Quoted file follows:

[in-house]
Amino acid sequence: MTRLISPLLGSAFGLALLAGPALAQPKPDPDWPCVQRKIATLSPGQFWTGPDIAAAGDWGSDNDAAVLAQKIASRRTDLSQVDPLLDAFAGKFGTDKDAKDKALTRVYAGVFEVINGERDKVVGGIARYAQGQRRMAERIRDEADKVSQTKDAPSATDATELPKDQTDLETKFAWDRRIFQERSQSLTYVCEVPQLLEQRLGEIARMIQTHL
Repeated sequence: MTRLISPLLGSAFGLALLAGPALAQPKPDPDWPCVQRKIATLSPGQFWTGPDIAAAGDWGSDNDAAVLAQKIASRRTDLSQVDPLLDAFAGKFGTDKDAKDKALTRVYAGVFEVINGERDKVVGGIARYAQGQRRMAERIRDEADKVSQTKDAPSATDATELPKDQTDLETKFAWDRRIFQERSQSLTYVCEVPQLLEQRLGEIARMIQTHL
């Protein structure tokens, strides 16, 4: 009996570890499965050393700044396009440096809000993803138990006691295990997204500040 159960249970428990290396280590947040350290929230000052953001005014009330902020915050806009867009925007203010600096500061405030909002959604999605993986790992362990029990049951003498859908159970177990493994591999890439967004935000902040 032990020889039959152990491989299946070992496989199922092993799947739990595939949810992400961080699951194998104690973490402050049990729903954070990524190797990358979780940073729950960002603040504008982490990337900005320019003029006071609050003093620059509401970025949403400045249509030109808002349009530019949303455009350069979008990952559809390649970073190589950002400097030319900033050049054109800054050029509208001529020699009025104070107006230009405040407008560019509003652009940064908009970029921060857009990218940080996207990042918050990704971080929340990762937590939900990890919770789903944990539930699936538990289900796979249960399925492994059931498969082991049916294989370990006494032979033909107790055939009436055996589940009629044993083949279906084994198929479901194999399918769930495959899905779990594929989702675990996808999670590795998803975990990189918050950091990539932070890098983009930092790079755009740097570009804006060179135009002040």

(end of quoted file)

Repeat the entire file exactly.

[in-house]
Amino acid sequence: MTRLISPLLGSAFGLALLAGPALAQPKPDPDWPCVQRKIATLSPGQFWTGPDIAAAGDWGSDNDAAVLAQKIASRRTDLSQVDPLLDAFAGKFGTDKDAKDKALTRVYAGVFEVINGERDKVVGGIARYAQGQRRMAERIRDEADKVSQTKDAPSATDATELPKDQTDLETKFAWDRRIFQERSQSLTYVCEVPQLLEQRLGEIARMIQTHL
Repeated sequence: MTRLISPLLGSAFGLALLAGPALAQPKPDPDWPCVQRKIATLSPGQFWTGPDIAAAGDWGSDNDAAVLAQKIASRRTDLSQVDPLLDAFAGKFGTDKDAKDKALTRVYAGVFEVINGERDKVVGGIARYAQGQRRMAERIRDEADKVSQTKDAPSATDATELPKDQTDLETKFAWDRRIFQERSQSLTYVCEVPQLLEQRLGEIARMIQTHL
């Protein structure tokens, strides 16, 4: 009996570890499965050393700044396009440096809000993803138990006691295990997204500040 159960249970428990290396280590947040350290929230000052953001005014009330902020915050806009867009925007203010600096500061405030909002959604999605993986790992362990029990049951003498859908159970177990493994591999890439967004935000902040 032990020889039959152990491989299946070992496989199922092993799947739990595939949810992400961080699951194998104690973490402050049990729903954070990524190797990358979780940073729950960002603040504008982490990337900005320019003029006071609050003093620059509401970025949403400045249509030109808002349009530019949303455009350069979008990952559809390649970073190589950002400097030319900033050049054109800054050029509208001529020699009025104070107006230009405040407008560019509003652009940064908009970029921060857009990218940080996207990042918050990704971080929340990762937590939900990890919770789903944990539930699936538990289900796979249960399925492994059931498969082991049916294989370990006494032979033909107790055939009436055996589940009629044993083949279906084994198929479901194999399918769930495959899905779990594929989702675990996808999670590795998803975990990189918050950091990539932070890098983009930092790079755009740097570009804006060179135009002040």